Effective Scala, part 1  elements of a program
Value (or Data in this context)§
A value is the representation of some entity that can be manipulated by a program.
Value is the most abstract definition here, but it is made concrete by subsequent definitions.
Literal§
A literal is a text representation of a value in source code.

1
is an integer literal 
"1"
is a string literal 
(x) => x * x
is a function literal aka anonymous function in JavaScript 
{id: 1, (x) => x * x}
is an object literal in JavaScript, etc.
(Data) Type§
A data type (or simply type) is a collection of data values.
A type is usually specified by a set of possible values, and a set of allowed operations on these values.
The members of a type are the values of that type.
Expression§
An expression is a syntactic entity that can evaluate to a value.
An expression combines literals, constants, variables, and expressions, by applying operations (functions, operators, methods) on them.

1
is an integer literal that is also a simple expression that evaluates to value1
. Value1
belongs to typeInteger
. 
"Alice" + " Wonderland"
is an expression that combines two string literals by applying the operation+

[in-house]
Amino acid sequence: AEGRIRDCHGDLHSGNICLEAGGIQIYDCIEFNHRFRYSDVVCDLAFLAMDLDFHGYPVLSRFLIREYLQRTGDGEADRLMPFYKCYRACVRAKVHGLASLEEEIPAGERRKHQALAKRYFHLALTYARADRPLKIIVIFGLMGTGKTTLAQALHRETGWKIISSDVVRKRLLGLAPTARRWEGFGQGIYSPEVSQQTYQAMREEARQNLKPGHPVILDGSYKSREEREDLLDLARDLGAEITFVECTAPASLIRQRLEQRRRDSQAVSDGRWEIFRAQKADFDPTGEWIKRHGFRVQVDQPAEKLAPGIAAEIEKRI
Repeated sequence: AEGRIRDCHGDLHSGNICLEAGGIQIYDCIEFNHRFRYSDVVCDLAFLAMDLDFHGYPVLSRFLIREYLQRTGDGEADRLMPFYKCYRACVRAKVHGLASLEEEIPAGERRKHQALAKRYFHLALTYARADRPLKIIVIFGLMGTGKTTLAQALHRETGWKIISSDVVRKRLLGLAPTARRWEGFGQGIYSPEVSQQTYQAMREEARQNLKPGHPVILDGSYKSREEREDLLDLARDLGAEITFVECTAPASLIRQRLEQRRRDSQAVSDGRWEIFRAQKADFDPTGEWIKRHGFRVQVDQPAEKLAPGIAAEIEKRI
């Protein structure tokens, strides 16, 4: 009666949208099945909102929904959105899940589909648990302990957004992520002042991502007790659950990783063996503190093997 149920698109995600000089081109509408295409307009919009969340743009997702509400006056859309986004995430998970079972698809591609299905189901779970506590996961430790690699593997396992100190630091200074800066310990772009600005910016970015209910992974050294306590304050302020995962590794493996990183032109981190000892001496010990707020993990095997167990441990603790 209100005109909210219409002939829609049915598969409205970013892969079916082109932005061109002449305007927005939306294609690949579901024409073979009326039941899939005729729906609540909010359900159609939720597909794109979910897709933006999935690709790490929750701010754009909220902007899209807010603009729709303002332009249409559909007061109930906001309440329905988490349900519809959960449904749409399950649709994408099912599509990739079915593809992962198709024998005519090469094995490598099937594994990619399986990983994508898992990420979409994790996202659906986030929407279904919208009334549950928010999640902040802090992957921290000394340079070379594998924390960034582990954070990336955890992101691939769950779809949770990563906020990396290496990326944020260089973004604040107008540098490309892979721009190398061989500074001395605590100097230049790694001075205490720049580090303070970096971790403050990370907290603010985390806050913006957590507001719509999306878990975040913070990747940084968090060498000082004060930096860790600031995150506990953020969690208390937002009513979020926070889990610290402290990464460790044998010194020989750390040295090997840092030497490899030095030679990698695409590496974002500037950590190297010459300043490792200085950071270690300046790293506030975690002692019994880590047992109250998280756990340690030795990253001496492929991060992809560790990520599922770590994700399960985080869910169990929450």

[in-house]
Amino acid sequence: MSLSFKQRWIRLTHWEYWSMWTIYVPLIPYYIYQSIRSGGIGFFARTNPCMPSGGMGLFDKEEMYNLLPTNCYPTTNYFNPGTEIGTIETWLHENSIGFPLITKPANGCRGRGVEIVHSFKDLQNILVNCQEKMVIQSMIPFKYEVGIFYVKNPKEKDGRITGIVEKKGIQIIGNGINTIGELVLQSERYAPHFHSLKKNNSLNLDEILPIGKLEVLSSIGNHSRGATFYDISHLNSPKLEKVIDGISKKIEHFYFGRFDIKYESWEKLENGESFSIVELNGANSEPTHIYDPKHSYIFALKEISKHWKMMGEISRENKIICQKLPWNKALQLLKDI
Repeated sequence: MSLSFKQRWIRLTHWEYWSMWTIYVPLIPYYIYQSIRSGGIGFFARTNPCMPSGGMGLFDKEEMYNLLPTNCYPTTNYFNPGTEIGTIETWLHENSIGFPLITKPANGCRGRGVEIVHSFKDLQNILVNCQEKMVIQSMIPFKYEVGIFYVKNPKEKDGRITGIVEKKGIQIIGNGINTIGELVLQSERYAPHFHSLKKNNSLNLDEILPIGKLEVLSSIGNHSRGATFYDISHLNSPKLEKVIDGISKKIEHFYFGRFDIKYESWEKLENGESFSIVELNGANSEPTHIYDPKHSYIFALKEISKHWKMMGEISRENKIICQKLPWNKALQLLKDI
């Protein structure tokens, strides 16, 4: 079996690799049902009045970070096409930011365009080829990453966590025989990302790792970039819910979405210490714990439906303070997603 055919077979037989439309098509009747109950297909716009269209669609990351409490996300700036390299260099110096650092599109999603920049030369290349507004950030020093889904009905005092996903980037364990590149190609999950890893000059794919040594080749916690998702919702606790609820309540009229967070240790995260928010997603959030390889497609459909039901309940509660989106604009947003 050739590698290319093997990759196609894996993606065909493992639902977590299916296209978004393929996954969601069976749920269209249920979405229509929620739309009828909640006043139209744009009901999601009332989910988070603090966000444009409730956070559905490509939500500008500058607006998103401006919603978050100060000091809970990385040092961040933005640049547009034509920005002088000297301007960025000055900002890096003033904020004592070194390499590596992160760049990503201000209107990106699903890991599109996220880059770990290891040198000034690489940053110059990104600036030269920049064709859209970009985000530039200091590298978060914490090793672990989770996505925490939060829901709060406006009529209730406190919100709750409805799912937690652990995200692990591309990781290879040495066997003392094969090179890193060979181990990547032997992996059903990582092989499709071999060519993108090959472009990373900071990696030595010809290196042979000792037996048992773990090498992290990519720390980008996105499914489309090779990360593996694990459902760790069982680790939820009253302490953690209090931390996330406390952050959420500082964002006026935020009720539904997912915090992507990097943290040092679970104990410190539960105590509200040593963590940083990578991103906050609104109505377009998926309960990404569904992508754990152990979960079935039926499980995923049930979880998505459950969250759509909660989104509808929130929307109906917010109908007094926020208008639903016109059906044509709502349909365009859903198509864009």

on them. Literal"Alice"
represents the valueAlice
. The valueAlice
belongs to typeString
. The operation+
is an operator/method defined on typeString
and can be applied on literals, constants, variables that represent a value of typeString
. 
("Alice" + " Wonderland").toUpperCase
is an expression in which operationtoUpperCase
is applied on the expression"Alice" + " Wonderland"
. The expression"Alice" + " Wonderland"
evaluates to a valueAlice Wonderland
of typeString
. The operationtoUpperCase
is a method defined on typeString
and can be applied on literals, constants, variables that represent a value of typeString
.
Program§
A program expresses a computation. (A computation is any type of arithmetic or nonarithmetic calculation that is welldefined).
A program is a sequence of expressions (and/or statements too, but let's keep it simple here).

1 + 1
is an expression, but also a program which expresses the computation of adding 1 to 1.
Another perspective on Type§
Types define the rules for combining expressions. The types define how the expressions can be combined, by applying operations to them. For this reason, operations are also called members of types.
For instance, the && operation (and) is available on the type Boolean, and it expects another Boolean value on its righthand side. We say that the type Boolean has a member named && (and), which takes another Boolean value as a parameter.
If you try to apply an operation to an expression, whose type does not provide such an operation, it's an error.